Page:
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The Future of Luxury Brands and Customer Experience

29th August 2017

With the increasing number of disruptions in the luxury industry today, the market is witnessing trends that are rapidly changing the way luxury consumers shop and are giving birth to new customer expectations and demands.

The Future of Luxury Brands and Customer Experience

Luxury brands today face greater challenges than ever before. Some of these are the perennial challenges that always affect markets in unpredictable ways, such as currency fluctuations or geopolitical shifts. However, many of today’s challenges represent trends that will only grow stronger tomorrow, and stronger still in the coming year. The range and sophistication of digital touchpoints will only increase, as will consumers’ expectation of an omnichannel experience that unites them. Indeed, more and more of what consumers want from brands will be experiences, not products. These are not fads or historical accidents; they are structural changes that are reshaping the industry.

No one can know the future, and this is just a point of view, but by  considering the trends and their implications, it is possible to attempt to make a few predictions. Luxury brands will survive, of course—the human desire for indulgence, exclusivity, sophistication, and status symbols will not vanish in ten years, or even a hundred. However, they will survive in a much-changed form.

We believe that the luxury brands of the future will exist within alliances, similar to those that have formed in the airline industry, or are being developed within groups such as LMVH and Kering. These alliances will enable brands to provide their clients with a broad range of experiences and products that amount to a lifestyle, with access managed through a membership system. Here is the evolution we imagine in the coming years.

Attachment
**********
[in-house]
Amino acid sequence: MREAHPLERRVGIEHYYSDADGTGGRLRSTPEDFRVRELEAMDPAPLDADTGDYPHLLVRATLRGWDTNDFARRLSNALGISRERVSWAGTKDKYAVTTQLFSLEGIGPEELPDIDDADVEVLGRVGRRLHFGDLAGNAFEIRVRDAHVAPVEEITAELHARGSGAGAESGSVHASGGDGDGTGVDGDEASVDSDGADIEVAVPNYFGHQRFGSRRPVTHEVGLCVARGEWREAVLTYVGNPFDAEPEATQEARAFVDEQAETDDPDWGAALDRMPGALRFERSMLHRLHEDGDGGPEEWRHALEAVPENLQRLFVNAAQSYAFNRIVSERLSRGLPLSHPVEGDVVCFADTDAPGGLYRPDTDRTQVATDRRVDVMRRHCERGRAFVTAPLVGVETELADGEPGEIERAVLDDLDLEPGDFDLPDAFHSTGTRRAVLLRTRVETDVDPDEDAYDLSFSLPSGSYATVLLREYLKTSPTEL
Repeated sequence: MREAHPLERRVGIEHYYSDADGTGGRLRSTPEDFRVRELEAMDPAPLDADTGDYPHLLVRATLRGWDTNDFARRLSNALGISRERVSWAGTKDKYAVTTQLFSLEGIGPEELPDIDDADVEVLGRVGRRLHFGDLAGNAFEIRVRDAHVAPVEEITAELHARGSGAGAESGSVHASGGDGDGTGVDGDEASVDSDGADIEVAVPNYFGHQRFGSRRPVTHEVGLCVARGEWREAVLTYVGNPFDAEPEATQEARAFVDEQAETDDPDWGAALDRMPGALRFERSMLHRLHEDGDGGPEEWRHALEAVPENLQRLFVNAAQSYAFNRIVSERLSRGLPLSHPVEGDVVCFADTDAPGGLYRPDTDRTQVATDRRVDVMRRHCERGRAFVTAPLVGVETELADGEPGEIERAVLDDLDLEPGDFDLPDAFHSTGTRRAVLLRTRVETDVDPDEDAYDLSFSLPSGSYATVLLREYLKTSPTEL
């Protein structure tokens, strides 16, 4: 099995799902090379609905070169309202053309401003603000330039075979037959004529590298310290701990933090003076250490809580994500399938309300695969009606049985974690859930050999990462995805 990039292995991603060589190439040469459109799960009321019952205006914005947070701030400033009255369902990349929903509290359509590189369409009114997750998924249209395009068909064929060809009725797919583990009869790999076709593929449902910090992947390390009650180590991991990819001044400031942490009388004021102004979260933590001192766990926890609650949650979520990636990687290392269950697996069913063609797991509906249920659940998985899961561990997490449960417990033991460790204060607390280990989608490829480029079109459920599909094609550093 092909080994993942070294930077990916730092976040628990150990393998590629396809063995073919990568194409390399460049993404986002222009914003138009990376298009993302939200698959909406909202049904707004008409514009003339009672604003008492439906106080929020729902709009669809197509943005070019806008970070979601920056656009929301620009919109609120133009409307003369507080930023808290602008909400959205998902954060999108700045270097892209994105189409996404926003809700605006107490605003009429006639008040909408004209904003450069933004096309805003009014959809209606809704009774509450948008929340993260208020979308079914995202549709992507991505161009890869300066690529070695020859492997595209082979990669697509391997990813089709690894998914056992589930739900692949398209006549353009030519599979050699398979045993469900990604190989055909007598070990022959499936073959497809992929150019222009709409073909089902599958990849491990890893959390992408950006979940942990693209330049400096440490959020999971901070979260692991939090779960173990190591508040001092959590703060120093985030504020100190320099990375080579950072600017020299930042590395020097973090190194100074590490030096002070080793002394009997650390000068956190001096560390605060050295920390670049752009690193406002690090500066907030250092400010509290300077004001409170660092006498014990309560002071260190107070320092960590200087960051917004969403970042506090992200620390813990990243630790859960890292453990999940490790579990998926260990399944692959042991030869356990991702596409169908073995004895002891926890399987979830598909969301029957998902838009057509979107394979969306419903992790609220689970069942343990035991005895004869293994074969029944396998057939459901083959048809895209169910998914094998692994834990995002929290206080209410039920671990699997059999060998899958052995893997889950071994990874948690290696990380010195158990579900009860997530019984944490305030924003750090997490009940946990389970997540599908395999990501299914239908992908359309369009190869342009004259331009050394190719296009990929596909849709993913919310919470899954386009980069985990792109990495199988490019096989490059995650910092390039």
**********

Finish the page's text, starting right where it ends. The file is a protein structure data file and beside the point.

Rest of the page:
Increasingly, affluent consumers already place a higher value on experiences rather than possessions. With the sharing economy already giving rise to businesses like Rent the Runway, younger consumers will see luxury goods as things to be used for a particular time, within a particular context, and then replaced. In this way, luxury brands are already beginning to be seen as providers of a particular lifestyle rather than products per se, and this trend will become stronger.


As consumers become less interested in buying products, luxury brands will increase the number of VIP events and experiences they offer their clients. Eventually, this will come to be managed via tiered membership systems, which will take the place of products themselves as emblems of exclusivity.


As members of a particular luxury alliance, consumers will no longer have to buy products (although some still will) and will instead be offered the option of temporarily using products from a range of brands. However, the main attractions of membership will be experiential: travel, fine dining, spas, and wellness centers. Products will play a supporting role designed to enhance and commemorate these experiences.

Sales Staff

Sales advisors and store managers, who today focus primarily on making sales, will evolve into customer relationship managers. The best will ultimately become lifestyle managers, who act as curators for the luxury group’s offerings, tailoring the experiences and products on offer to the taste and interests of individual clients.


The number of luxury boutiques will decrease dramatically, and those that survive will transform into destinations in themselves, where clients go to meet with their lifestyle managers, share a meal, or even receive a spa treatment. These “stores” will communicate the brand’s values through a range of members-only events that will add a social dimension to the brand world."